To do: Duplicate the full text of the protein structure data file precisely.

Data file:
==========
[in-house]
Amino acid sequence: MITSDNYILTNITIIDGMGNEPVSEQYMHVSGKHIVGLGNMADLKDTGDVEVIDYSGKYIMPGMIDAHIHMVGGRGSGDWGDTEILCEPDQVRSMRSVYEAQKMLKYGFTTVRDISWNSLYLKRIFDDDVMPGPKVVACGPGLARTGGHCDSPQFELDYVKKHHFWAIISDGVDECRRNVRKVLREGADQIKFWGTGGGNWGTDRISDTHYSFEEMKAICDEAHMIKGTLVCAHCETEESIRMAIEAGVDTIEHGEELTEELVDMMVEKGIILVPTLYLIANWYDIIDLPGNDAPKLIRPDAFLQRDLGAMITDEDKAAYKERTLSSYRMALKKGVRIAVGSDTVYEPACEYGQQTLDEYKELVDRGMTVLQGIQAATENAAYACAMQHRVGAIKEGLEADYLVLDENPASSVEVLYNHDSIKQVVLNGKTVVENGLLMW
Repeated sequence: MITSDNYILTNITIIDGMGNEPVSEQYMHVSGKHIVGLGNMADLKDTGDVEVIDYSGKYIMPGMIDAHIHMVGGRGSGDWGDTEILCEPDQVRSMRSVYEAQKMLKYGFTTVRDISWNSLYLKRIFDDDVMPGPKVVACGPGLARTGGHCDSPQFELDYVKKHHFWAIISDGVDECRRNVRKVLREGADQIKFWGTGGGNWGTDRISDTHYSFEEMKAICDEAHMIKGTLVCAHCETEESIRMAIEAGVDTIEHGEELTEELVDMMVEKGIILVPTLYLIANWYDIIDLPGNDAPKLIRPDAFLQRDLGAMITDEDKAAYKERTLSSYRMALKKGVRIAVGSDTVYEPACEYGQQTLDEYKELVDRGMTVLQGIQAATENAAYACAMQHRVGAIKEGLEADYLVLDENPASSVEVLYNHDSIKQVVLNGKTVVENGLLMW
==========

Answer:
[in-house]
Amino acid sequence: MITSDNYILTNITIIDGMGNEPVSEQYMHVSGKHIVGLGNMADLKDTGDVEVIDYSGKYIMPGMIDAHIHMVGGRGSGDWGDTEILCEPDQVRSMRSVYEAQKMLKYGFTTVRDISWNSLYLKRIFDDDVMPGPKVVACGPGLARTGGHCDSPQFELDYVKKHHFWAIISDGVDECRRNVRKVLREGADQIKFWGTGGGNWGTDRISDTHYSFEEMKAICDEAHMIKGTLVCAHCETEESIRMAIEAGVDTIEHGEELTEELVDMMVEKGIILVPTLYLIANWYDIIDLPGNDAPKLIRPDAFLQRDLGAMITDEDKAAYKERTLSSYRMALKKGVRIAVGSDTVYEPACEYGQQTLDEYKELVDRGMTVLQGIQAATENAAYACAMQHRVGAIKEGLEADYLVLDENPASSVEVLYNHDSIKQVVLNGKTVVENGLLMW
Repeated sequence: MITSDNYILTNITIIDGMGNEPVSEQYMHVSGKHIVGLGNMADLKDTGDVEVIDYSGKYIMPGMIDAHIHMVGGRGSGDWGDTEILCEPDQVRSMRSVYEAQKMLKYGFTTVRDISWNSLYLKRIFDDDVMPGPKVVACGPGLARTGGHCDSPQFELDYVKKHHFWAIISDGVDECRRNVRKVLREGADQIKFWGTGGGNWGTDRISDTHYSFEEMKAICDEAHMIKGTLVCAHCETEESIRMAIEAGVDTIEHGEELTEELVDMMVEKGIILVPTLYLIANWYDIIDLPGNDAPKLIRPDAFLQRDLGAMITDEDKAAYKERTLSSYRMALKKGVRIAVGSDTVYEPACEYGQQTLDEYKELVDRGMTVLQGIQAATENAAYACAMQHRVGAIKEGLEADYLVLDENPASSVEVLYNHDSIKQVVLNGKTVVENGLLMW